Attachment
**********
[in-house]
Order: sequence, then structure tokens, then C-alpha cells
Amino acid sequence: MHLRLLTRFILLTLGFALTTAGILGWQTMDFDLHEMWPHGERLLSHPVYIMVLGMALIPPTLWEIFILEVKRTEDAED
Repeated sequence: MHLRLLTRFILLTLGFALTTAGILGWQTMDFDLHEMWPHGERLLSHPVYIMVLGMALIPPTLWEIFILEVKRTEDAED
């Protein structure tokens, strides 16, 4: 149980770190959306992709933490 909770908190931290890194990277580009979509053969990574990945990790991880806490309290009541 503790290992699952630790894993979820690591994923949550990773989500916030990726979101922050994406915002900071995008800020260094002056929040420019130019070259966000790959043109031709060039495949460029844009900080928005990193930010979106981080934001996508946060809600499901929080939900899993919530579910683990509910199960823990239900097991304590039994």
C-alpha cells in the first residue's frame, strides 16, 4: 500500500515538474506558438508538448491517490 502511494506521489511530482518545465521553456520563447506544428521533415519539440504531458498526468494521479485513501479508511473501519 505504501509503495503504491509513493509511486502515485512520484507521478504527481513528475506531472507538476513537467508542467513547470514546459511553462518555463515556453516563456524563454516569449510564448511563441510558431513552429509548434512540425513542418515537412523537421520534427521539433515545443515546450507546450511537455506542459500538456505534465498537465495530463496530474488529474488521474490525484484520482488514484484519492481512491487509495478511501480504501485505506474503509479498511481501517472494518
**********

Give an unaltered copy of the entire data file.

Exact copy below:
[in-house]
Order: sequence, then structure tokens, then C-alpha cells
Amino acid sequence: MHLRLLTRFILLTLGFALTTAGILGWQTMDFDLHEMWPHGERLLSHPVYIMVLGMALIPPTLWEIFILEVKRTEDAED
Repeated sequence: MHLRLLTRFILLTLGFALTTAGILGWQTMDFDLHEMWPHGERLLSHPVYIMVLGMALIPPTLWEIFILEVKRTEDAED
């Protein structure tokens, strides 16, 4: 149980770190959306992709933490 909770908190931290890194990277580009979509053969990574990945990790991880806490309290009541 503790290992699952630790894993979820690591994923949550990773989500916030990726979101922050994406915002900071995008800020260094002056929040420019130019070259966000790959043109031709060039495949460029844009900080928005990193930010979106981080934001996508946060809600499901929080939900899993919530579910683990509910199960823990239900097991304590039994």
C-alpha cells in the first residue's frame, strides 16, 4: 500500500515538474506558438508538448491517490 502511494506521489511530482518545465521553456520563447506544428521533415519539440504531458498526468494521479485513501479508511473501519 505504501509503495503504491509513493509511486502515485512520484507521478504527481513528475506531472507538476513537467508542467513547470514546459511553462518555463515556453516563456524563454516569449510564448511563441510558431513552429509548434512540425513542418515537412523537421520534427521539433515545443515546450507546450511537455506542459500538456505534465498537465495530463496530474488529474488521474490525484484520482488514484484519492481512491487509495478511501480504501485505506474503509479498511481501517472494518